As we enter a new decade, augmented reality (AR) is shifting the very fabric of manufacturing as we know it, taking us into a new plane of existence for how companies use technology to enhance safety and efficiency in day-to-day operations. While virtual reality (VR) provides an immersive experience, augmented reality enables operators to interact with applications in their natural environment. For these reasons, manufacturers are beginning to adopt AR in the next evolution of the smart factory to advance how they design their products and respond to operational needs on the factory floor.
Industry 4.0 technologies help manufacturers save money through better inventory management, improved asset utilization, and optimized production planning.
For those who are aware of AR technology, many know it as it’s applied in the consumer space. In retail, for example, customers can use their mobile phones or a tablet to visualize how furniture would look in their home before they buy. Through the device camera, an app can digitally render and layer an image of furniture into place as if it were there in real life.
This layering of computer-generated content over a real-world environment is the basis of AR. It enables the user to still be present in their physical environment while interacting with digital elements, whether that’s to be entertained, guided, or instructed.
Augmented reality enables a user to maintain visual awareness of their environment. This is vital in manufacturing where factory floor machinery and moving parts can be hazardous. Through an AR headset, workers can maintain sight of the actual equipment they’re working on while also viewing overlaid text or instructions relevant to their current task.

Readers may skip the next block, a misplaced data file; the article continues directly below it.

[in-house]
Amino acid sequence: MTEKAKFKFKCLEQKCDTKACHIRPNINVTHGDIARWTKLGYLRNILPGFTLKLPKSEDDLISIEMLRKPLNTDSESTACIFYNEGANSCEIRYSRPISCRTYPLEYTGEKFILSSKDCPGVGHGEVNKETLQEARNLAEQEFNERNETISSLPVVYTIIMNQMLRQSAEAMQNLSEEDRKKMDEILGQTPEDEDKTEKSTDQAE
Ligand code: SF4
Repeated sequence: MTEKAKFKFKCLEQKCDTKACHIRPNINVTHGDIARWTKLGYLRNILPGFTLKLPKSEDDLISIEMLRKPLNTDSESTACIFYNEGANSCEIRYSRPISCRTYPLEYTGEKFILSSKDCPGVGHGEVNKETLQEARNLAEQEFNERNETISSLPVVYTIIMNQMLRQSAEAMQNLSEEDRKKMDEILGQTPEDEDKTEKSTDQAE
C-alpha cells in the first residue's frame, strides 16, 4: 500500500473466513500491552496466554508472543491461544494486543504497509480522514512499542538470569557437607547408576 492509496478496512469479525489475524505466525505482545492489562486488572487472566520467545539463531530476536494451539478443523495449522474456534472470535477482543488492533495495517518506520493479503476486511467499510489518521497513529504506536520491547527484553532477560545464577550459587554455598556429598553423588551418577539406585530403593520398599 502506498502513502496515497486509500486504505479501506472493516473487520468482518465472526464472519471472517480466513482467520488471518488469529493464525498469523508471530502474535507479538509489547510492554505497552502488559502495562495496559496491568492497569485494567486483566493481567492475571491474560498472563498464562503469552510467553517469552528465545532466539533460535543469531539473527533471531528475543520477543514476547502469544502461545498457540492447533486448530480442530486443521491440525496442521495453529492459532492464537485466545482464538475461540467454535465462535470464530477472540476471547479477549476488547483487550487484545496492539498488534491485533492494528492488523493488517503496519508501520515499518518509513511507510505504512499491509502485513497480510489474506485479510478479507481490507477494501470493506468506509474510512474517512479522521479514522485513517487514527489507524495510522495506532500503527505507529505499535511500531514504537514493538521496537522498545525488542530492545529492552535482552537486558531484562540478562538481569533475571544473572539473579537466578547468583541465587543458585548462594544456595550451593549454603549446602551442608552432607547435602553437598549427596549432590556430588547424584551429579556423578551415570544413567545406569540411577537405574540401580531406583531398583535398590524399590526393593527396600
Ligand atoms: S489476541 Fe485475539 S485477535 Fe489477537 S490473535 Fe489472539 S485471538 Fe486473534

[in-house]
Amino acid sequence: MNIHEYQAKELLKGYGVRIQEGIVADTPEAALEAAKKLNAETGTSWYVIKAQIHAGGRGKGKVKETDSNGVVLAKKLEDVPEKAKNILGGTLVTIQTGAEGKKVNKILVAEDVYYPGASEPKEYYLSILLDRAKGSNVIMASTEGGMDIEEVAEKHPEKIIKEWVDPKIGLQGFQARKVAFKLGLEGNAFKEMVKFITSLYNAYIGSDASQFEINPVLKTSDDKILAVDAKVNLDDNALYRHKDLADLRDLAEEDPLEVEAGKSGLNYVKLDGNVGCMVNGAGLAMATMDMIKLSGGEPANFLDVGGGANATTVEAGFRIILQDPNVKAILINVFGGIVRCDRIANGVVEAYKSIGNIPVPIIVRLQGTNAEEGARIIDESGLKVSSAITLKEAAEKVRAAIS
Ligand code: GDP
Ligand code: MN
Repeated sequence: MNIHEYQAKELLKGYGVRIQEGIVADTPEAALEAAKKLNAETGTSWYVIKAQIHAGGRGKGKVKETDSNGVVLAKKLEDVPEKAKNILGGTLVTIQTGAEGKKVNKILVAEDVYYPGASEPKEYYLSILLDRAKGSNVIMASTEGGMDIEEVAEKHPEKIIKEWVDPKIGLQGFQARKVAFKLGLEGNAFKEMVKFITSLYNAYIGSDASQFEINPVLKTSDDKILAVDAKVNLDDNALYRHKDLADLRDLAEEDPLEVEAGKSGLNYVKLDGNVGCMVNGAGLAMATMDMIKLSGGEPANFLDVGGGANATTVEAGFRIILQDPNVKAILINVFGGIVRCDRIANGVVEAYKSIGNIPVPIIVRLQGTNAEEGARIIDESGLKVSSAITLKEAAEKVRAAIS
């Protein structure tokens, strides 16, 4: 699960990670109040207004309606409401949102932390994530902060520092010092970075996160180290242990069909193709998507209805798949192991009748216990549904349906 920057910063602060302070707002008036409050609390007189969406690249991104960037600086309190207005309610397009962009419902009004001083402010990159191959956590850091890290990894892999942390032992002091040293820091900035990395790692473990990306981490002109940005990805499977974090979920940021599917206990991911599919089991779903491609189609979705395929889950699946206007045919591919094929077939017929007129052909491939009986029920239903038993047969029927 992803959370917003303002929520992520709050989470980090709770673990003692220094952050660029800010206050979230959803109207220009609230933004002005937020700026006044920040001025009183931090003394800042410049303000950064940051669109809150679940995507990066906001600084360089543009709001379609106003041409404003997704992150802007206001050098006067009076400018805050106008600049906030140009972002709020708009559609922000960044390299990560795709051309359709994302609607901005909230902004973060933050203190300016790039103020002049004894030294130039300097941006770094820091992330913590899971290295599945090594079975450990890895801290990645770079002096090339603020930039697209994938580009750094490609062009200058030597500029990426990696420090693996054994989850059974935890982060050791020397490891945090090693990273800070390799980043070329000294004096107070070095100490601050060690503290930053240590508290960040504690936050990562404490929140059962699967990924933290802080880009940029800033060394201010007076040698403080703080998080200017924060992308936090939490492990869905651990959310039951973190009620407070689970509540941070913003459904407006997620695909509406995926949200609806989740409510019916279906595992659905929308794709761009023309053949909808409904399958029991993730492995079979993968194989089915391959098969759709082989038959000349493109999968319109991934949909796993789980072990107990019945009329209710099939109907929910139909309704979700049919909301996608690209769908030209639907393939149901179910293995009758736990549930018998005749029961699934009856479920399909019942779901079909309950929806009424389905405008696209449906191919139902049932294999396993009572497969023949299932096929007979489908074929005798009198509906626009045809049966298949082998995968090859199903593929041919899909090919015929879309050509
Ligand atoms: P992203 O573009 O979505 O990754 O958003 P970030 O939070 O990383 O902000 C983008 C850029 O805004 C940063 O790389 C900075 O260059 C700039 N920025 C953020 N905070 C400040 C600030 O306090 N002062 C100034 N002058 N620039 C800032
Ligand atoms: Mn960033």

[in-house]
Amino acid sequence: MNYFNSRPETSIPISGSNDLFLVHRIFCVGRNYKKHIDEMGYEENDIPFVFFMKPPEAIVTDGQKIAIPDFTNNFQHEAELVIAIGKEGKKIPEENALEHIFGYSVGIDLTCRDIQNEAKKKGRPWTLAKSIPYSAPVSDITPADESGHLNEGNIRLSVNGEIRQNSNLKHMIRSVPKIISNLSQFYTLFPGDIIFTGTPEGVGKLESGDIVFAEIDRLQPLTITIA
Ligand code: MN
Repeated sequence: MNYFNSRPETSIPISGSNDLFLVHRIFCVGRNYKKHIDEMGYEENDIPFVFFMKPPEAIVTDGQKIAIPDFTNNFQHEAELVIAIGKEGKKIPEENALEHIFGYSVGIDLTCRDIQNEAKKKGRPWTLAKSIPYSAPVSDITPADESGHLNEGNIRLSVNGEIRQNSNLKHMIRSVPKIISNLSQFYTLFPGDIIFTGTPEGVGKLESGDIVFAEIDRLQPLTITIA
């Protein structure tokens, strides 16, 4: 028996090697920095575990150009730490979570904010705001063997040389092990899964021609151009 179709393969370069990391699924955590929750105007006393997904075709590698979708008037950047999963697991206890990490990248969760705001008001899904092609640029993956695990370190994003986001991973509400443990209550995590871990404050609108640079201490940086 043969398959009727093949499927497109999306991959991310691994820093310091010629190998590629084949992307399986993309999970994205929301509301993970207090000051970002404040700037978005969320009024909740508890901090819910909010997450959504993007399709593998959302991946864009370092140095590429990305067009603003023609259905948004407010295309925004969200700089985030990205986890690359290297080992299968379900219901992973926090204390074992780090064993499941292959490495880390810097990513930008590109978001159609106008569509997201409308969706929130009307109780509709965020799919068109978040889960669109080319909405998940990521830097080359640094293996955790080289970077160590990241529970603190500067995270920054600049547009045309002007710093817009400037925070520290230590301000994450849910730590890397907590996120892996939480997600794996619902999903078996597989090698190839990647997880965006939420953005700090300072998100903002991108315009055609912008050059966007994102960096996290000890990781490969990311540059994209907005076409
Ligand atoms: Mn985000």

Data from factory equipment such as programmable logic controllers (PLCs), IoT sensors, and barcodes can be integrated into the AR experience to deliver up-to-the-moment information to the worker.
For example, a floor supervisor that holds his tablet up to assembly line robotics could instantly see their temperature, time in operation, maintenance status, and more. While this is possible with virtual reality, it may not be ideal in situations where a fully immersive environment may not be warranted such as in simulation training or disaster preparedness. AR may offer more flexibility both for the plant and the users.
Another benefit comes in the form of training and remote assistance. Experienced workers can help shorten the learning curve for new and cross-trained employees – a benefit that may also help to reduce the pressure companies feel to resolve the shortage of qualified workers in manufacturing. Through the adoption of AR, manufacturing leaders can provide the technology to close the gap between master and novice and possibly provide a less stressful work environment.
In some cases, a live video feed is shared with an off-site technician or supervisor to display what the worker is seeing. They can then digitally highlight parts and draw guiding lines to assist the employee in a task. This not only creates a safer, more efficient work environment, it gives less experienced employees much needed hands-on training with minimal risk.